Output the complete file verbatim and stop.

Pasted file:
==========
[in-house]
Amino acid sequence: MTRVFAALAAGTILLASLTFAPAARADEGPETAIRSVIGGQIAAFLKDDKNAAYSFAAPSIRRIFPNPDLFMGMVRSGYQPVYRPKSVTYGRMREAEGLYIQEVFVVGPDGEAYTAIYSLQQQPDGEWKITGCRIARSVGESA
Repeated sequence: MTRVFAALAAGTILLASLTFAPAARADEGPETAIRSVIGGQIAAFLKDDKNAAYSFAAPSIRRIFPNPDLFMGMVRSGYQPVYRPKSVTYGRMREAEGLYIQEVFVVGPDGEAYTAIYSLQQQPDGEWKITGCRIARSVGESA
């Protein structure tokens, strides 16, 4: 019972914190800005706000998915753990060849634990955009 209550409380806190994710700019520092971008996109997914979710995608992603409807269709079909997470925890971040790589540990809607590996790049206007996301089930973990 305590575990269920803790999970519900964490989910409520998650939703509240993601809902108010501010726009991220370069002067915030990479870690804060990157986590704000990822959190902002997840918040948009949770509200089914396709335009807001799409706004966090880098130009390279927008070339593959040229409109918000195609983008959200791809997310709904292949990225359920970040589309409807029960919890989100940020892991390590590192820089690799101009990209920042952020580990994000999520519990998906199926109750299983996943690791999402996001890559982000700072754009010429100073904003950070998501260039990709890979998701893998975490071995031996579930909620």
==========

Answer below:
[in-house]
Amino acid sequence: MTRVFAALAAGTILLASLTFAPAARADEGPETAIRSVIGGQIAAFLKDDKNAAYSFAAPSIRRIFPNPDLFMGMVRSGYQPVYRPKSVTYGRMREAEGLYIQEVFVVGPDGEAYTAIYSLQQQPDGEWKITGCRIARSVGESA
Repeated sequence: MTRVFAALAAGTILLASLTFAPAARADEGPETAIRSVIGGQIAAFLKDDKNAAYSFAAPSIRRIFPNPDLFMGMVRSGYQPVYRPKSVTYGRMREAEGLYIQEVFVVGPDGEAYTAIYSLQQQPDGEWKITGCRIARSVGESA
């Protein structure tokens, strides 16, 4: 019972914190800005706000998915753990060849634990955009 209550409380806190994710700019520092971008996109997914979710995608992603409807269709079909997470925890971040790589540990809607590996790049206007996301089930973990 305590575990269920803790999970519900964490989910409520998650939703509240993601809902108010501010726009991220370069002067915030990479870690804060990157986590704000990822959190902002997840918040948009949770509200089914396709335009807001799409706004966090880098130009390279927008070339593959040229409109918000195609983008959200791809997310709904292949990225359920970040589309409807029960919890989100940020892991390590590192820089690799101009990209920042952020580990994000999520519990998906199926109750299983996943690791999402996001890559982000700072754009010429100073904003950070998501260039990709890979998701893998975490071995031996579930909620």